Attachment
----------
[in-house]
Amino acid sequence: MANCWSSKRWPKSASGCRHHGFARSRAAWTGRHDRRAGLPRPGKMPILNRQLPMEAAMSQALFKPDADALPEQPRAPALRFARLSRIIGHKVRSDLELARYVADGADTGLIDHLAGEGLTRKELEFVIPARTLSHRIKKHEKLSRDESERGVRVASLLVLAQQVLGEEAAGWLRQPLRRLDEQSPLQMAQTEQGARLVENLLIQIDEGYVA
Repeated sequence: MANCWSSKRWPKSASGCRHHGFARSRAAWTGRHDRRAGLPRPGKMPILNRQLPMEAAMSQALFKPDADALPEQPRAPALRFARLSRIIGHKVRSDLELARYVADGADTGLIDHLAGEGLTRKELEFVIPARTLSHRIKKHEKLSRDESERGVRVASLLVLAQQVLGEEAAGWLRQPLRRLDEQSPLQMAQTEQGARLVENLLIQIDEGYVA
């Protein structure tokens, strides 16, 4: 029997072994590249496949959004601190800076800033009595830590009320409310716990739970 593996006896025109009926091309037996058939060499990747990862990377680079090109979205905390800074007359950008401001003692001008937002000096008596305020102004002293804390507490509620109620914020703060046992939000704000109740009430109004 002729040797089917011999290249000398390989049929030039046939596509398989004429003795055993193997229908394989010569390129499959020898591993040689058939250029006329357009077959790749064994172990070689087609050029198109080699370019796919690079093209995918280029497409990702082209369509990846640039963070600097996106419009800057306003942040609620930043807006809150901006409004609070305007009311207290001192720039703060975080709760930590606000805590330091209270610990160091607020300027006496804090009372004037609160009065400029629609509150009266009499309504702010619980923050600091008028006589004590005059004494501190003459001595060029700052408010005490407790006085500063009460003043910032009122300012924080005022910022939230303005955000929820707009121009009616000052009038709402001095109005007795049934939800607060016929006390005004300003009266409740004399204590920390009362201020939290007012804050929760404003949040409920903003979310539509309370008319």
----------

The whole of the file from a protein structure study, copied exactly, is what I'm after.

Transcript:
[in-house]
Amino acid sequence: MANCWSSKRWPKSASGCRHHGFARSRAAWTGRHDRRAGLPRPGKMPILNRQLPMEAAMSQALFKPDADALPEQPRAPALRFARLSRIIGHKVRSDLELARYVADGADTGLIDHLAGEGLTRKELEFVIPARTLSHRIKKHEKLSRDESERGVRVASLLVLAQQVLGEEAAGWLRQPLRRLDEQSPLQMAQTEQGARLVENLLIQIDEGYVA
Repeated sequence: MANCWSSKRWPKSASGCRHHGFARSRAAWTGRHDRRAGLPRPGKMPILNRQLPMEAAMSQALFKPDADALPEQPRAPALRFARLSRIIGHKVRSDLELARYVADGADTGLIDHLAGEGLTRKELEFVIPARTLSHRIKKHEKLSRDESERGVRVASLLVLAQQVLGEEAAGWLRQPLRRLDEQSPLQMAQTEQGARLVENLLIQIDEGYVA
């Protein structure tokens, strides 16, 4: 029997072994590249496949959004601190800076800033009595830590009320409310716990739970 593996006896025109009926091309037996058939060499990747990862990377680079090109979205905390800074007359950008401001003692001008937002000096008596305020102004002293804390507490509620109620914020703060046992939000704000109740009430109004 002729040797089917011999290249000398390989049929030039046939596509398989004429003795055993193997229908394989010569390129499959020898591993040689058939250029006329357009077959790749064994172990070689087609050029198109080699370019796919690079093209995918280029497409990702082209369509990846640039963070600097996106419009800057306003942040609620930043807006809150901006409004609070305007009311207290001192720039703060975080709760930590606000805590330091209270610990160091607020300027006496804090009372004037609160009065400029629609509150009266009499309504702010619980923050600091008028006589004590005059004494501190003459001595060029700052408010005490407790006085500063009460003043910032009122300012924080005022910022939230303005955000929820707009121009009616000052009038709402001095109005007795049934939800607060016929006390005004300003009266409740004399204590920390009362201020939290007012804050929760404003949040409920903003979310539509309370008319």